Tone E

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Shelby Lynne - Suit Yourself (Captol/EMI) 13/06/2005

Shelby Lynne is no stranger when it comes to releasing music and yet she'd never crossed my path before. She's a Grammy awarding winning singer/songwriter, she produced this album herself (as she did its predecessor - 2003's Identity Crisis), and brininging together acclaimed musicians Michael Turner (The Wallflowers) - Drums, Benmont Tench (Tom Petty and the Heartbreakers) - Keyboards, she assembled a fine cast with which to work on this album.

Although not necessarily my usual tipple, Shelby has created a remarkable album of songs whose strings leap from the speakers and dance with the listener. I was interested to see just what this artist had previously released when learning of her remarkable career from the press that accompanied and searching Amazon for details, I was inundated with over 50 results and took for granted that Sheby was indeed an artist of some experience.

With a soft patter of brushed drums and delicate keys, if you're willing to overlook the swirling guitar slides of a country refrain, then this may be worth a listen. I can't deny this albums musicality, although not necessarily ground-breaking.

Nick James

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The Magic Numbers - The Magic Numbers (Heavenly/EMI) 13/06/2005

I'm torn when it comes to this album. On first listen this was a shining light on the music scene and Magic Numbers are a group who've attracted a great deal of media attention of late. It's a nice kind of Mamas and Papas affair, sixties sounds and nice vocals, but in the repeated company of this album I did feel it became a little too samey.

Seeing them onstage at this years Glastonbury, I found they were the most unlikely bunch of characters, certainly in this world of 'airbrushing' and designer labels. A very musical album, but just not enough to keep my undivided attention I'm afraid. 6/10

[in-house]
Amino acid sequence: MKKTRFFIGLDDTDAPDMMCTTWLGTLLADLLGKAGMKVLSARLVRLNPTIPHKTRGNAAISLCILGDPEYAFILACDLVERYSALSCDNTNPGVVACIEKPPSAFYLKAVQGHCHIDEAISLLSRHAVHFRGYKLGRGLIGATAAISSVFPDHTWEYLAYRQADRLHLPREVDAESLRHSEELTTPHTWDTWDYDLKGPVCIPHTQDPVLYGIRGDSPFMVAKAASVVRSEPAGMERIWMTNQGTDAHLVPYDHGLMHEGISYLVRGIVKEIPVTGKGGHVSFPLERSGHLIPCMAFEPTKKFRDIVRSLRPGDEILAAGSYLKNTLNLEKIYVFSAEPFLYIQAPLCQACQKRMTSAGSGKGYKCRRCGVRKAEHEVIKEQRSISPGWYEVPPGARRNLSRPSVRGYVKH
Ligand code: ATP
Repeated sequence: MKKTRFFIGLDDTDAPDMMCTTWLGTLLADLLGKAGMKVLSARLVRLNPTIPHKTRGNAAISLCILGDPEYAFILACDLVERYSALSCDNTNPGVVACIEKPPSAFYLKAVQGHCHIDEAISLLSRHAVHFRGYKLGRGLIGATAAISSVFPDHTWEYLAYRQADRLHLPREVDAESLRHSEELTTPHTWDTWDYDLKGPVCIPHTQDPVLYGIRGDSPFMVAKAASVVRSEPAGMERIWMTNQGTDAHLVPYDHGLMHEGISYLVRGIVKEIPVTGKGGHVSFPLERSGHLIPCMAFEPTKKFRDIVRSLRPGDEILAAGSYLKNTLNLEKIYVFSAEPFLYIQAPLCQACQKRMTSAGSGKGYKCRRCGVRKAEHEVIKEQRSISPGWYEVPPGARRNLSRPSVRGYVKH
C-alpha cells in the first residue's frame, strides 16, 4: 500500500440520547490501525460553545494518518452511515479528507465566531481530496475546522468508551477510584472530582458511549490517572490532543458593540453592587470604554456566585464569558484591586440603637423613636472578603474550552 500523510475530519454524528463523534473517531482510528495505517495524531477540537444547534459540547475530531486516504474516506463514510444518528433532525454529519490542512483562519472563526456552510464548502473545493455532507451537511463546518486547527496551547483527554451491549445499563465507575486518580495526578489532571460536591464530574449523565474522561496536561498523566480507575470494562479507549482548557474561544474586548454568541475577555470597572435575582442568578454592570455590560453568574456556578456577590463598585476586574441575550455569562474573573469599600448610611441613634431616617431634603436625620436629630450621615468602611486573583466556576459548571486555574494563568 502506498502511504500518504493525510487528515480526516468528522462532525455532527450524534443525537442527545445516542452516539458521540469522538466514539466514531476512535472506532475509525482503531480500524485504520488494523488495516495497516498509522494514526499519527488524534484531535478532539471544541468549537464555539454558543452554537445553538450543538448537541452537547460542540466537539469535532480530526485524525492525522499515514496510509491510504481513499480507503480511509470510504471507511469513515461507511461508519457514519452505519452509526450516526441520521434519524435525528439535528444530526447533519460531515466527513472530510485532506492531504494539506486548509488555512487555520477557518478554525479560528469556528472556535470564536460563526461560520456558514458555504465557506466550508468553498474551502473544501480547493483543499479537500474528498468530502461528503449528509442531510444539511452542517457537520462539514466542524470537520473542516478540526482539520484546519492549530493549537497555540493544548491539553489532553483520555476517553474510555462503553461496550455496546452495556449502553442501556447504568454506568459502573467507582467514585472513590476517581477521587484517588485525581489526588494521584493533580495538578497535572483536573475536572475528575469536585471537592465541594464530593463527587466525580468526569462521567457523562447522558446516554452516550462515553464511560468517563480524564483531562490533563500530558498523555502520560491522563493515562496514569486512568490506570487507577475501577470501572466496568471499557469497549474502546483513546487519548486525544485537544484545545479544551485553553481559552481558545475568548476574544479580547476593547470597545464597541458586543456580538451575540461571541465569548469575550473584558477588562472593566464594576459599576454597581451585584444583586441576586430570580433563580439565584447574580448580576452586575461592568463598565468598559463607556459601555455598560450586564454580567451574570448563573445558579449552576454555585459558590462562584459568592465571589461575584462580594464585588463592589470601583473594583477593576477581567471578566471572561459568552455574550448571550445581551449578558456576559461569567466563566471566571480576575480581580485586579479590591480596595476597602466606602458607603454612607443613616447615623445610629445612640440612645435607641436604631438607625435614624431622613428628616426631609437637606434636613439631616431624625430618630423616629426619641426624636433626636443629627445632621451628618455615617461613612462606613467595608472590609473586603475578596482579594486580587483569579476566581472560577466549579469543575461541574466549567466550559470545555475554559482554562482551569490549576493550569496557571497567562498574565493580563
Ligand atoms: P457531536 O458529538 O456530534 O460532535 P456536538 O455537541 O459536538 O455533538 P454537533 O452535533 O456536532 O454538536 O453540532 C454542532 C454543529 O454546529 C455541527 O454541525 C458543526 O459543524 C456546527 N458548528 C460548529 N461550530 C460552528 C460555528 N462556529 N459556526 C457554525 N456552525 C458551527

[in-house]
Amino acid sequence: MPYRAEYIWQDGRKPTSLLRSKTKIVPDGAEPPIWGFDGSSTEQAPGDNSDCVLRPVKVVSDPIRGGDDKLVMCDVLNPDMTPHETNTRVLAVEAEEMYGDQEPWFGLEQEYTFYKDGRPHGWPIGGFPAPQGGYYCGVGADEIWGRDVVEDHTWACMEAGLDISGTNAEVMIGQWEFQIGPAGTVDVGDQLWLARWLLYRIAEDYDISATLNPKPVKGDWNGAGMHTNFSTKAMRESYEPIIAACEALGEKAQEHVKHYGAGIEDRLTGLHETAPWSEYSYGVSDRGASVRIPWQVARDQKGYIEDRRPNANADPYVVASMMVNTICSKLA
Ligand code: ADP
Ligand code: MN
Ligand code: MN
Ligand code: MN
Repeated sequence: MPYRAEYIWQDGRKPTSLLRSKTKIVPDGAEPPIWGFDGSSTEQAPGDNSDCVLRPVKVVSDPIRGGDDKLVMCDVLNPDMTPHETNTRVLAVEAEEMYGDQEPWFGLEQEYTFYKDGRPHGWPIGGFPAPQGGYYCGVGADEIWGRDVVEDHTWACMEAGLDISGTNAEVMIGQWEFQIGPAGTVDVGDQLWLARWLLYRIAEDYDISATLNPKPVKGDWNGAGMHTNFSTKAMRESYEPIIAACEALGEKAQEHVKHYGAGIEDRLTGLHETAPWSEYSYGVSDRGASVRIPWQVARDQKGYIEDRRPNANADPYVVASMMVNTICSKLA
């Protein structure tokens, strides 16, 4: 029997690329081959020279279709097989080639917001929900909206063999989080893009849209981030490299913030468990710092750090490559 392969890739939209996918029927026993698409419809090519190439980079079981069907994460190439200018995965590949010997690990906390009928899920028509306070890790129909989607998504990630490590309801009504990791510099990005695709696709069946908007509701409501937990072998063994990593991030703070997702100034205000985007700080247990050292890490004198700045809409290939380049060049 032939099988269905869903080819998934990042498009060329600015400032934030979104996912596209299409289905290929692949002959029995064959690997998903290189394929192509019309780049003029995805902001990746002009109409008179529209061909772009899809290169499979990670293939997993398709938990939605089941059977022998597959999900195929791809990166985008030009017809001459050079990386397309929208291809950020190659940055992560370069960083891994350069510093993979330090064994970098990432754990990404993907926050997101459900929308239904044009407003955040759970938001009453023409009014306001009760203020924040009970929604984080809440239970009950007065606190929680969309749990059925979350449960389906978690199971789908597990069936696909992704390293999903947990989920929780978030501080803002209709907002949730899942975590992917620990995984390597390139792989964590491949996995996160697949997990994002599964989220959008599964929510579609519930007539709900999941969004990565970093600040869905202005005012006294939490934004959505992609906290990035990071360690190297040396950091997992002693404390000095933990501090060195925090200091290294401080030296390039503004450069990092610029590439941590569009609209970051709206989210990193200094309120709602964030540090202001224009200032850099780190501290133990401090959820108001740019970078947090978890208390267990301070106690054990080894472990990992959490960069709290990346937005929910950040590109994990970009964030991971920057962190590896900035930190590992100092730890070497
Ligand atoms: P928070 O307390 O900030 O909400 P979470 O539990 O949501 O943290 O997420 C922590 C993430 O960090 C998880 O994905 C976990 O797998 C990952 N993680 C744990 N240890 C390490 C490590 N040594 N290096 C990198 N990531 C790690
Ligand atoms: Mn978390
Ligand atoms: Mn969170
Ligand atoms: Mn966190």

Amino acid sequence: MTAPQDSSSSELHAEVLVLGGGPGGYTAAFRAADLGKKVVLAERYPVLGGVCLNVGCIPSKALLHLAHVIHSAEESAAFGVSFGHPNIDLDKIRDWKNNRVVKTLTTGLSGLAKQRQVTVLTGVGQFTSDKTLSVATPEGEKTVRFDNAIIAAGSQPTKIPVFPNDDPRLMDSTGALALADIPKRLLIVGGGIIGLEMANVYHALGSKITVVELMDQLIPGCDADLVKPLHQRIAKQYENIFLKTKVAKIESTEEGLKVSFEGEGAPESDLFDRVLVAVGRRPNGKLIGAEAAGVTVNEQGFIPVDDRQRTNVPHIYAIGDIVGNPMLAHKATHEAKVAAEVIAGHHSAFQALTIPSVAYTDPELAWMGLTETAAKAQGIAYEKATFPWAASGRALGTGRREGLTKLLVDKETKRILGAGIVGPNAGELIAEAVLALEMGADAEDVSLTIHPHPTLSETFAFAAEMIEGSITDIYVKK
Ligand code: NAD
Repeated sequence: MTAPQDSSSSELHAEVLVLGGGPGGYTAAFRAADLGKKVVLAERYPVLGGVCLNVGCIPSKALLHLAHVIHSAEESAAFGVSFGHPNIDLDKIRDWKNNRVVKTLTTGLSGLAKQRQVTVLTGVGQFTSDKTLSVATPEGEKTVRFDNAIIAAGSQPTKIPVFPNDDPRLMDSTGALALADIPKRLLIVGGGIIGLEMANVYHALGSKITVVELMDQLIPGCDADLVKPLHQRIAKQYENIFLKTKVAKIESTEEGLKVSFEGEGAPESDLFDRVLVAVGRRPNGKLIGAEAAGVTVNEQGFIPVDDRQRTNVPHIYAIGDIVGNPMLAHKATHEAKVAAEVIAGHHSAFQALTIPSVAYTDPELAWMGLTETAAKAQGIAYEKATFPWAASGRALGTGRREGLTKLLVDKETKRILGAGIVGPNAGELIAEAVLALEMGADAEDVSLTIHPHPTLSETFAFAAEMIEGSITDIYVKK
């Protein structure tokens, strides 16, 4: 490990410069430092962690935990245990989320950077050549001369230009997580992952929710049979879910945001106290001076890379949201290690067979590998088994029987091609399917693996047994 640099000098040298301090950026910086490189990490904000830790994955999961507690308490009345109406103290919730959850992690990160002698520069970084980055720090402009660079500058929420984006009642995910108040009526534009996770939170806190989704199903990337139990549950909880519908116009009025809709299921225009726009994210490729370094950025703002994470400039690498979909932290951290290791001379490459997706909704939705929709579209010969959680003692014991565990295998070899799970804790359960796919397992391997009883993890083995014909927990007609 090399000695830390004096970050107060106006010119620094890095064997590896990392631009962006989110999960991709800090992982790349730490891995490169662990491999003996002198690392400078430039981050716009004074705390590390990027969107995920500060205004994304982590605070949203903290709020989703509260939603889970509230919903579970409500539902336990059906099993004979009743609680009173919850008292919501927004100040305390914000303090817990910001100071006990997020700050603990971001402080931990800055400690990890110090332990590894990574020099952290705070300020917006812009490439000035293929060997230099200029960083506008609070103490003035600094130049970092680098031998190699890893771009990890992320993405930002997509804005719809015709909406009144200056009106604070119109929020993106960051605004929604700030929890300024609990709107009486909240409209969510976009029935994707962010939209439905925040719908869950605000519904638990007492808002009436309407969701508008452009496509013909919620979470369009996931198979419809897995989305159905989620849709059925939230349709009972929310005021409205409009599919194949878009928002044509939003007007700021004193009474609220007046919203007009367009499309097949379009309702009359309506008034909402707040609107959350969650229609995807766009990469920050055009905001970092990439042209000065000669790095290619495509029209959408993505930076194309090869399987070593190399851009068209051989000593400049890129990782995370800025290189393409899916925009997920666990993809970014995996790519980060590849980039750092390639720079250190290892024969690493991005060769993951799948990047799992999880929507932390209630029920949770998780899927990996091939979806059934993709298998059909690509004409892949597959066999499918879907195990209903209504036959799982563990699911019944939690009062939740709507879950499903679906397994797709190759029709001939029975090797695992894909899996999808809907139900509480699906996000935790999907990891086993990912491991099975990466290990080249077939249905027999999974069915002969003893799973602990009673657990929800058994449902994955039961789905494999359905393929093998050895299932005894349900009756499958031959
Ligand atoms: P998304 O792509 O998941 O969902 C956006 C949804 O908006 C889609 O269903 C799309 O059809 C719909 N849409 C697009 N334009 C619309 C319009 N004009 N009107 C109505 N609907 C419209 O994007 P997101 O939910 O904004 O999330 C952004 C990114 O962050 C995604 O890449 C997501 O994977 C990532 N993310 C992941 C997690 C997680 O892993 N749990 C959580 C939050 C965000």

Nick James

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Funeral For a Friend – Hours (Atlantic) 13/06/05

Continuing their explosive career with the proverbial “difficult” second album, Funeral For a Friend have decided to put the emphasis more firmly on the more melodic tendencies of the Foo Fighters, whilst not entirely turning their backs on the intricate power guitar bursts that regularly graced their debut album – inspired largely by Iron Maiden. One thing that HAS gone out of the window though is the “screamo” factor. After all, that’s SO 2004, darling.

The abundantly clear factor here is that the band have gone for a more commercial sound, sometimes with astounding results. “History”, for example, is one of the most gorgeous tracks you will hear all year, and I’d be surprised if it wasn’t released as a single at some stage – more than likely giving them their first top ten hit. “Drive” is similarly touching, but Ryan and his buddies have to be careful not to alienate their original fanbase who put them where they are now.

There’s plenty of pulsating rock here though – see the recent single “Streetcar” and the angry, frustrated “Monsters” (one of the finest moments on “Hours”) as well as the only screamo harkback to “Casually Dressed and Deep In Conversation” – the ten thousand miles an hour thunderer that is “The End of Nothing”.

All in all, it’s a very well put together record and easily passes the “second album” test. If I were recommending this band to someone who’d never heard them, I’d probably tell them to buy this album first, get themselves acquainted with all the tracks on it, and by then they’ll probably be prepared for the more “in your face” choke chain approach of the band’s debut. Impressive stuff indeed. 8/10

Tone E

web site



The Departure – Dirty Words (Parlophone) 13/06/2005

‘Dirty Words’ is the debut album from a Northamptonshire band who only formed in 2004 and yet have toured with bands as big as ‘The Killers’ as well as producing a very professional first album.

The vocals, sung by David Jones are charming with a boyish cockney appeal and the style transverses from funky ballads to slow Kasabian-esque distorted guitars which progressively gain momentum, beckoning the eardrums. However similarities can be made with Hi-Fi, the Futureheads and other emerging bands with the same popular ingredients.

Unfortunately the fresh and edgy impression felt from the promising opening track, ‘Just Like TV’, fizzled out amongst a number of pleasant, but not entirely gripping songs. A nice mix of catchy radio-worthy riffs and atmospheric vocals that will make successful singles no doubt, but overall this album feels a tad too sombre and repetitive.7/10

David Elphick

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Sons And Daughters - The Repulsion Box (Domino) 06/06/2005

Their second album in under a year, well “Love The Cup” was only a mini, so I suppose this makes “The Repusion Box” a debut and with the single “Dance Me In” and only eleven minutes separating the 2 albums, this is going to one hell of a ride.